The Duke of Württemberg, commander of the Fourth Army, agreed to utilize gas in his sector of the line, near the Ypres Salient.

In spite of ample warnings supplied by Allied spies and German deserters, French forces in the area did little to prepare for the suggested gas attack. Canadian artillery, commanded by Andrew McNaughton, fired off 90 rounds to probe German lines. They had little success, but remained wary.

With little German activity in the area (aside from constant artillery bombardments), the Canadians stationed near Ypres were relaxed. The morning of April 22nd was warm and sunny, and mid-afternoon saw the Canadians sunning themselves in the trenches, or playing football in the field.

This quiet ended at 4pm, as the Germans began another artillery bombardment. As the British and French forces manning the line waited out the barrage, a green-grey cloud 6 kilometres wide and half a kilometre deep began to seep from the enemy lines.

Chlorine gas.

160 tonnes of gas blew over the French lines. The 45th Algerian And 87th Territorial French Divisions were shattered, and their lines broken. Many passed through the Canadian lines, dying on the ground in front of the Corps.

With the French leaving their lines en masse, a 6 kilometre gap opened on the left of the Canadians. A subsequent German advance saw Allied forces engage the Germans in a series of “mini-battles”.

Near St. Julien, Lance Corporal Fred Fisher of the 13th Battalion won the first Canadian Victoria Cross of the First World War. In the face of overwhelming German forces, Fisher provided essential machine gun cover fire as Canadian artillery units were in retreat. Though he would escape this day, he would fall in battle on April 23rd.

Canadian Forces would continue to hold fast, though. A counter-attack on German positions in Kitchener’s Wood was successful, but later German counter-attacks rendered the position untenable.

The Canadian Brigades were cut off from each other. With communications nearly impossible, Brigadier Richard Turner ordered his 3rd Brigade to retreat. This left a near 3,000 metre gap in the lines, putting the Canadians in danger of being split in two. However, a late counter-attack by 5 British Battalions pushed the Germans back and plugged the hole.

By April 25th, British and French reinforcements began to arrive in droves. Canadian troops were systemically filtered out of the lines, and were afforded a well-deserved rest.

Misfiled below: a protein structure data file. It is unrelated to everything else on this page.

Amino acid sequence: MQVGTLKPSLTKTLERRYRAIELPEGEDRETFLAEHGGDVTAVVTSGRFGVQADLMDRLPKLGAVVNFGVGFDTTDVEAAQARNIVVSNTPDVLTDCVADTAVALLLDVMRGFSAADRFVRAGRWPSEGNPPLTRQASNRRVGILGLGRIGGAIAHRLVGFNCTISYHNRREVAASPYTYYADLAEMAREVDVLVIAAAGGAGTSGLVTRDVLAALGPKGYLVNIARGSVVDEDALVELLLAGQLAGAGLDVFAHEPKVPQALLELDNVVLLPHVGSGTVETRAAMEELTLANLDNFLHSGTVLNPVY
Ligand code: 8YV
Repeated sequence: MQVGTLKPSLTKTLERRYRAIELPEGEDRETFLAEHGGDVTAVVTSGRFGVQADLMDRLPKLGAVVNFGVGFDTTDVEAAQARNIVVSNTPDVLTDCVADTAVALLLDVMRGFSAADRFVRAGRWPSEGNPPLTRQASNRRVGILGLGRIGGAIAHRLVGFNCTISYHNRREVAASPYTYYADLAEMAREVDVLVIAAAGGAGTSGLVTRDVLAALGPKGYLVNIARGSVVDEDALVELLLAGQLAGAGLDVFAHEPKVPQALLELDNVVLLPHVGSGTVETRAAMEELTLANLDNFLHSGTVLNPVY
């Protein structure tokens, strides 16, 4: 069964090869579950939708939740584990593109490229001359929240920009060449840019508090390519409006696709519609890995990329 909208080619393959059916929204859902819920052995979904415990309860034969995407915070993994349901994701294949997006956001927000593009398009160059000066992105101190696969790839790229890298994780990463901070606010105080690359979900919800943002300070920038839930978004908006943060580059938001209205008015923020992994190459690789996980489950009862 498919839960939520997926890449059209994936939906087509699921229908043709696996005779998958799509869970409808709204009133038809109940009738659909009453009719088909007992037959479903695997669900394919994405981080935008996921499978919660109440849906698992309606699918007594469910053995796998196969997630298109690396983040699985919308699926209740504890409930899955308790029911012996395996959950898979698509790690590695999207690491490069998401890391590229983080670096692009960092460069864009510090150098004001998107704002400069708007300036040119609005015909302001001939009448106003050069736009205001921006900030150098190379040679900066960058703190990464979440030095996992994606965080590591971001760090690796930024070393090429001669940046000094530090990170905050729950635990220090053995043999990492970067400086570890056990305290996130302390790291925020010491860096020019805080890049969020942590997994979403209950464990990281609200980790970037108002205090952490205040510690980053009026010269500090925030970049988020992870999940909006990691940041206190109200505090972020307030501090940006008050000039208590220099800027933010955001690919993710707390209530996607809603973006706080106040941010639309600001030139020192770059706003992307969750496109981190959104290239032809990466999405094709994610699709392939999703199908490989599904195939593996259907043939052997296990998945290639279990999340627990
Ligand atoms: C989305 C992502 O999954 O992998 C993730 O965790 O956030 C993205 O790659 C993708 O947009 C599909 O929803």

The casualties were enormous. With 6000 casualties spread amongst the three infantry brigades, the Canadians had lost nearly 50% of their front line strength.

By the end of April, the Canadians were being looked upon as much more than wild colonials. To say the Corps saved the 50,000 Entente troops stationed in the salient is no stretch at all. In fact, it could be debated that the Corps saved the Allies from an absolute defeat.

Regardless, Ypres stood as a trial by fire for the Canadians. Many of those involved in the battle would rise through the ranks, becoming effective leaders and pillars of the Canadian Corps through the First World War.

The Final 100 Days: Belgium - November 7, 1918

Canadians entered Belgium. French and Belgian civilians who had been trapped in the enemy zone of occupation openly wept when Allied forces passed through their town.

On the southwest hinge of the Canadian line, Henry Burstall’s 2nd Division swept over the border. Burstall had picked the men of the 5th Brigade to act as a spearhead, instructing them to “act with the utmost boldness”. 

The possibility of breaking through German defences was ever-present in the closing weeks of the war. Speed was a necessity in this event. To cover this base, Burstall attached the 2nd Canadian Motor Machine Gun Brigade to the 5th Brigade. 

A slight delay at the flooded Honnelle river held up Canadian forces only temporarily. But the evening, the 25th Battalion (operating with the 2nd Division) had captured the village of Elouges. 

To the north, elements of the 3rd Division secured La Croix and Hensies, along with a number of smaller villages and communes.